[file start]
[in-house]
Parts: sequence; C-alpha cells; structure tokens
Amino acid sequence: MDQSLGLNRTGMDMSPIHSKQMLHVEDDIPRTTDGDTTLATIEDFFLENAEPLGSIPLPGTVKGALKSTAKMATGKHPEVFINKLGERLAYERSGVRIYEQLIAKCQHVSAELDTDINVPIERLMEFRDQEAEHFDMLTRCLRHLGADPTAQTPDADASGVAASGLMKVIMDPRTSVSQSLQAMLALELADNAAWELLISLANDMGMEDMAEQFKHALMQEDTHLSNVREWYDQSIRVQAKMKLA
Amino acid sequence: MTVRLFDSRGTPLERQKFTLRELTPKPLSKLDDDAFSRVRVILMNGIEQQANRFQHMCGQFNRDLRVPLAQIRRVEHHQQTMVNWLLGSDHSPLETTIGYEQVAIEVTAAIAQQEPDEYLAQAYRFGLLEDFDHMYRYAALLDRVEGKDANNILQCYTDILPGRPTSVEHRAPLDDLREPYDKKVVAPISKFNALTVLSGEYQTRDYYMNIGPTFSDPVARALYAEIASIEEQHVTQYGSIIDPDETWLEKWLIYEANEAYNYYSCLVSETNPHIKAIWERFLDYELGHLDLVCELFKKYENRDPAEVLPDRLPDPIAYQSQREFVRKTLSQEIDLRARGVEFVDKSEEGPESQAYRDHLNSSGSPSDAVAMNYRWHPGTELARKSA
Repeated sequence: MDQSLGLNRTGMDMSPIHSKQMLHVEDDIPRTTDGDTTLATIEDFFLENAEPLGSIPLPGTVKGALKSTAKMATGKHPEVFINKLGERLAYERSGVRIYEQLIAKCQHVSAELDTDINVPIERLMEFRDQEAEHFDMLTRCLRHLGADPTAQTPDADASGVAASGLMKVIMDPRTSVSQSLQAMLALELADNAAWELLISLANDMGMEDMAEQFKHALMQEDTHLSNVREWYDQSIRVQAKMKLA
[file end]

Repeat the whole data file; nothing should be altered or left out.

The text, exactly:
[in-house]
Parts: sequence; C-alpha cells; structure tokens
Amino acid sequence: MDQSLGLNRTGMDMSPIHSKQMLHVEDDIPRTTDGDTTLATIEDFFLENAEPLGSIPLPGTVKGALKSTAKMATGKHPEVFINKLGERLAYERSGVRIYEQLIAKCQHVSAELDTDINVPIERLMEFRDQEAEHFDMLTRCLRHLGADPTAQTPDADASGVAASGLMKVIMDPRTSVSQSLQAMLALELADNAAWELLISLANDMGMEDMAEQFKHALMQEDTHLSNVREWYDQSIRVQAKMKLA
Amino acid sequence: MTVRLFDSRGTPLERQKFTLRELTPKPLSKLDDDAFSRVRVILMNGIEQQANRFQHMCGQFNRDLRVPLAQIRRVEHHQQTMVNWLLGSDHSPLETTIGYEQVAIEVTAAIAQQEPDEYLAQAYRFGLLEDFDHMYRYAALLDRVEGKDANNILQCYTDILPGRPTSVEHRAPLDDLREPYDKKVVAPISKFNALTVLSGEYQTRDYYMNIGPTFSDPVARALYAEIASIEEQHVTQYGSIIDPDETWLEKWLIYEANEAYNYYSCLVSETNPHIKAIWERFLDYELGHLDLVCELFKKYENRDPAEVLPDRLPDPIAYQSQREFVRKTLSQEIDLRARGVEFVDKSEEGPESQAYRDHLNSSGSPSDAVAMNYRWHPGTELARKSA
Repeated sequence: MDQSLGLNRTGMDMSPIHSKQMLHVEDDIPRTTDGDTTLATIEDFFLENAEPLGSIPLPGTVKGALKSTAKMATGKHPEVFINKLGERLAYERSGVRIYEQLIAKCQHVSAELDTDINVPIERLMEFRDQEAEHFDMLTRCLRHLGADPTAQTPDADASGVAASGLMKVIMDPRTSVSQSLQAMLALELADNAAWELLISLANDMGMEDMAEQFKHALMQEDTHLSNVREWYDQSIRVQAKMKLA